I’m trying to consistently do different things and not fall into a pattern. It’s very hard. Life happens at the same time, so that means there will be times when you’re suddenly looking at your bank account and there’s a certain amount left, and then what do you do? But I’ve been very fortunate in the last couple of years to be able to try different things, between TV and film and stage. When you read [a script], if there’s even one thing that pops up, one scene you get excited about, then it's probably a good part.
With Once Upon a Time, did you expect the Mad Hatter to turn into such a breakout character?
The credit there goes to Eddy [Kitsis] and Adam Horowitz, the creators of the show. I had never read a TV episode in a show like that. The introduction of the character was so specific, and there were so many layers in one hour, I knew it was going to be a real challenge and a real joy to do all those things in one episode. And actually, I think everything but one scene made it into what you saw. It was kind of a no-brainer to go and do [Once Upon a Time]. And it’s just such a fun character.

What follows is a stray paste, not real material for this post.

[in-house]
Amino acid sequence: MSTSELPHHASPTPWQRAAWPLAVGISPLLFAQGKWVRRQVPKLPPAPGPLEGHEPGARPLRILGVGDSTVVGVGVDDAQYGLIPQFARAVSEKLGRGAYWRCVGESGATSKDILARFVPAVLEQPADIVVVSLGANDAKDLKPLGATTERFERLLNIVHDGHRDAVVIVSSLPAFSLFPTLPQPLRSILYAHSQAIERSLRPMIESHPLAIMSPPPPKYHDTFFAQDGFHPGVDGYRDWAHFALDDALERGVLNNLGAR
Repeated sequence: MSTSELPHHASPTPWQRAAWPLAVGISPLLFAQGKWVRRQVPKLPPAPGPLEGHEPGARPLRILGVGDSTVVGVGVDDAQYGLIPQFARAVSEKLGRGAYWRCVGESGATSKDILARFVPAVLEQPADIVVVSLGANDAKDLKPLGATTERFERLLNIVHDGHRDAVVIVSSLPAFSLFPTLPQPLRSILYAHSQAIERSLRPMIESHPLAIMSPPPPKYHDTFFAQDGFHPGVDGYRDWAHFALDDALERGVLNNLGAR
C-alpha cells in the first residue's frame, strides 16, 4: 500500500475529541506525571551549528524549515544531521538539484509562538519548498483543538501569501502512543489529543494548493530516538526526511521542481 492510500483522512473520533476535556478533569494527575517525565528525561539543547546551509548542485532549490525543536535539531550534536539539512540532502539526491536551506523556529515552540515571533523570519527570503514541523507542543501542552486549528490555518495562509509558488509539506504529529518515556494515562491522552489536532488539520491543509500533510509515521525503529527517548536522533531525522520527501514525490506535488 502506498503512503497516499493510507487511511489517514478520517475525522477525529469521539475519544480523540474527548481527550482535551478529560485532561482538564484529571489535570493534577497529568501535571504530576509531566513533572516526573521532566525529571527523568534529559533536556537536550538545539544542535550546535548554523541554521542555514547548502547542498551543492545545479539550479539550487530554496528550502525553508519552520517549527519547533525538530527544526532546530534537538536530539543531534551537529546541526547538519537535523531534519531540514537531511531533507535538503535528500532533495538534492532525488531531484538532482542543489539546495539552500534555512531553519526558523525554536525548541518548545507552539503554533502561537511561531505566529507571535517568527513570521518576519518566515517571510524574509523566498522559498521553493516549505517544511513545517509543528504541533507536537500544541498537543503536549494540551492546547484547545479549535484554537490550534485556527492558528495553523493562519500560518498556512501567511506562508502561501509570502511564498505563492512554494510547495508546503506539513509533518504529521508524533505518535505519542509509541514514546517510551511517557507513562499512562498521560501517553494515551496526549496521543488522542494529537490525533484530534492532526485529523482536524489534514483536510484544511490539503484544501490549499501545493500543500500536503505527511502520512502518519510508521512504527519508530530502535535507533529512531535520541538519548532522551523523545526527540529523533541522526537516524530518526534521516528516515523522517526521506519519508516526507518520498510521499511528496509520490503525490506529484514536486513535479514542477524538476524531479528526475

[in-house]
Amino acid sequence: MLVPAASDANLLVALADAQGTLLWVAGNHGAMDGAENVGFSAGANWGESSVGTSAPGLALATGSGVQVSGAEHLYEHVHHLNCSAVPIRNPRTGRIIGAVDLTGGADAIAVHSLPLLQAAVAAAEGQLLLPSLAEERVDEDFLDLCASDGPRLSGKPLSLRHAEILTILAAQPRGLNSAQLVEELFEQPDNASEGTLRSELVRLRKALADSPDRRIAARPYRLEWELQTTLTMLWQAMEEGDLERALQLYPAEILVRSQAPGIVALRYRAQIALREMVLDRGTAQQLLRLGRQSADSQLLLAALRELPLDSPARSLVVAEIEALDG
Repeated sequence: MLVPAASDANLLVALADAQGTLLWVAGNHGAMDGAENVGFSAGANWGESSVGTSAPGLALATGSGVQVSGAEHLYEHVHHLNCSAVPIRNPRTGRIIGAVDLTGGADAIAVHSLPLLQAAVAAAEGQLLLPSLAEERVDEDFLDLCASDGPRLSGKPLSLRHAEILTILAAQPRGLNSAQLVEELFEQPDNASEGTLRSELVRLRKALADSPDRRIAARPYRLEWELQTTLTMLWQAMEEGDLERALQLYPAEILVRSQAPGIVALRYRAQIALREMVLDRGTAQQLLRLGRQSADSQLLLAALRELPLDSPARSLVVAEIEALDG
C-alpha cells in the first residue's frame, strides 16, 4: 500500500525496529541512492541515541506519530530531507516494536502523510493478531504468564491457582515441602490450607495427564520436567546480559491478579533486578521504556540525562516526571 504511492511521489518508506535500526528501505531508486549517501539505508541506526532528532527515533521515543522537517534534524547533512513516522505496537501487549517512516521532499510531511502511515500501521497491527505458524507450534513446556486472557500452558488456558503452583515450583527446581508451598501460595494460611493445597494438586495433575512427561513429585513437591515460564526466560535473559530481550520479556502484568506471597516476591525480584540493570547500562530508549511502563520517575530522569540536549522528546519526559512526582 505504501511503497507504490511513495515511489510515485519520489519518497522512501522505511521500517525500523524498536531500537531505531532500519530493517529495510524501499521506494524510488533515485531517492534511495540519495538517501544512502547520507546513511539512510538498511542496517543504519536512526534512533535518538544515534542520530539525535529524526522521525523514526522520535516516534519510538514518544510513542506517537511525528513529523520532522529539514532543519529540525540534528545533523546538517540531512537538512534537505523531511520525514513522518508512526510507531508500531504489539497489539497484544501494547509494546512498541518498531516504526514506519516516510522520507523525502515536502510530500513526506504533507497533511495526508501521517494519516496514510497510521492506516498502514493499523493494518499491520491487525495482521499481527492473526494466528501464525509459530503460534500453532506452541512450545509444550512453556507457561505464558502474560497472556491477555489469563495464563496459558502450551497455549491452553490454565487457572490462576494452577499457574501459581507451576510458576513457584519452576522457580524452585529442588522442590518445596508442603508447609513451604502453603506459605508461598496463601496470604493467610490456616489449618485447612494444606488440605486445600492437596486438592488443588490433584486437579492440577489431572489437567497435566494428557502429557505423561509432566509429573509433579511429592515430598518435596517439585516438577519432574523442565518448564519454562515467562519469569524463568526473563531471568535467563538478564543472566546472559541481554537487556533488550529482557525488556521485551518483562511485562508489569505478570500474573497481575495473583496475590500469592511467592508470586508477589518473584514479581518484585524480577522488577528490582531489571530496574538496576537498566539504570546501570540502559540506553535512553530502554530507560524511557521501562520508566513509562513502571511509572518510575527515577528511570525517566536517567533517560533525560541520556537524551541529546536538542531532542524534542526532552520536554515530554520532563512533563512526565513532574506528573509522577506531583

You’re also gearing up to play the amped-up role of Bucky Barnes in Captain America: Winter Soldier. Excited?
I’m completely excited to venture down that path. This is why January 1, 2013, was a glorious day to wake up to [laughs]. I’m very grateful and very lucky for what’s going on right now. I think you have to allow yourself to be excited about the magnitude of something like [Captain America].
Personally, what does it mean to you to return to Broadway after six years? What’s different this time around?
I feel like I can tell [a difference] from a physical standpoint. Vocally, I would lose my voice every time five years ago. From a physical perspective all the way to an emotional endurance, I sort of feel like double the human that I was, if that makes any sense.
What would you like to do next on Broadway?
I don’t know! I don’t want to ever swear off anything and say, “I’m not a musical theater guy.” But I’m not sure. It’d have to be a great combination like this one, where you have a great play and a great director and people in the cast that you can learn from. I can genuinely say that I learn a new thing from Ellen Burstyn every day. It’s been phenomenal.
See Sebastian Stan in Picnic at the American Airlines Theatre.